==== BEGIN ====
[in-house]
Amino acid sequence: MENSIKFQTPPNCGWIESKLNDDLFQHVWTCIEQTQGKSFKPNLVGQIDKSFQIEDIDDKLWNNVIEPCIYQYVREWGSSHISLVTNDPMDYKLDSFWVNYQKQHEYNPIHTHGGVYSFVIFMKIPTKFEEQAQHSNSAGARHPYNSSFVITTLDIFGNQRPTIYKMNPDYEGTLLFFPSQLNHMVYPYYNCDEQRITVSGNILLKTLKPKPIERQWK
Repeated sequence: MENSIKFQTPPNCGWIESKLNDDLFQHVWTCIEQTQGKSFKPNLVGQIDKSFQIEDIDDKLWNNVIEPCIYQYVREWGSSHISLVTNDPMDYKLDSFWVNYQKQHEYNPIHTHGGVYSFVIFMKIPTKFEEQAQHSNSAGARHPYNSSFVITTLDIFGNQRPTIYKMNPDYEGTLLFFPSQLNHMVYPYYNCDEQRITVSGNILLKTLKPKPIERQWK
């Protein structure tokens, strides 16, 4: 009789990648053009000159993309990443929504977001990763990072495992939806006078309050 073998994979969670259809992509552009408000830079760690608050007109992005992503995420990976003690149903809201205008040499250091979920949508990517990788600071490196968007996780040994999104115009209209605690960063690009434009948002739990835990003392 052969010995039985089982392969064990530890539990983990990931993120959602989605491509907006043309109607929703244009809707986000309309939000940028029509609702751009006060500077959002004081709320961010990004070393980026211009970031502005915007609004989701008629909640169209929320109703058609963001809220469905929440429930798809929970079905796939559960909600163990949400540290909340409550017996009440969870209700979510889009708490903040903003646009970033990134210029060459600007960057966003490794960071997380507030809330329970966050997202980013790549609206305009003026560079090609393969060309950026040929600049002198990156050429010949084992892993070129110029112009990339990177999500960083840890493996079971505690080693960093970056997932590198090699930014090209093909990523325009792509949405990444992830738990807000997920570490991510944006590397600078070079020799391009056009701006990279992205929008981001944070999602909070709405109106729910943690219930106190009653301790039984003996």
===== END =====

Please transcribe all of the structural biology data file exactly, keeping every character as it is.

[in-house]
Amino acid sequence: MENSIKFQTPPNCGWIESKLNDDLFQHVWTCIEQTQGKSFKPNLVGQIDKSFQIEDIDDKLWNNVIEPCIYQYVREWGSSHISLVTNDPMDYKLDSFWVNYQKQHEYNPIHTHGGVYSFVIFMKIPTKFEEQAQHSNSAGARHPYNSSFVITTLDIFGNQRPTIYKMNPDYEGTLLFFPSQLNHMVYPYYNCDEQRITVSGNILLKTLKPKPIERQWK
Repeated sequence: MENSIKFQTPPNCGWIESKLNDDLFQHVWTCIEQTQGKSFKPNLVGQIDKSFQIEDIDDKLWNNVIEPCIYQYVREWGSSHISLVTNDPMDYKLDSFWVNYQKQHEYNPIHTHGGVYSFVIFMKIPTKFEEQAQHSNSAGARHPYNSSFVITTLDIFGNQRPTIYKMNPDYEGTLLFFPSQLNHMVYPYYNCDEQRITVSGNILLKTLKPKPIERQWK
């Protein structure tokens, strides 16, 4: 009789990648053009000159993309990443929504977001990763990072495992939806006078309050 073998994979969670259809992509552009408000830079760690608050007109992005992503995420990976003690149903809201205008040499250091979920949508990517990788600071490196968007996780040994999104115009209209605690960063690009434009948002739990835990003392 052969010995039985089982392969064990530890539990983990990931993120959602989605491509907006043309109607929703244009809707986000309309939000940028029509609702751009006060500077959002004081709320961010990004070393980026211009970031502005915007609004989701008629909640169209929320109703058609963001809220469905929440429930798809929970079905796939559960909600163990949400540290909340409550017996009440969870209700979510889009708490903040903003646009970033990134210029060459600007960057966003490794960071997380507030809330329970966050997202980013790549609206305009003026560079090609393969060309950026040929600049002198990156050429010949084992892993070129110029112009990339990177999500960083840890493996079971505690080693960093970056997932590198090699930014090209093909990523325009792509949405990444992830738990807000997920570490991510944006590397600078070079020799391009056009701006990279992205929008981001944070999602909070709405109106729910943690219930106190009653301790039984003996």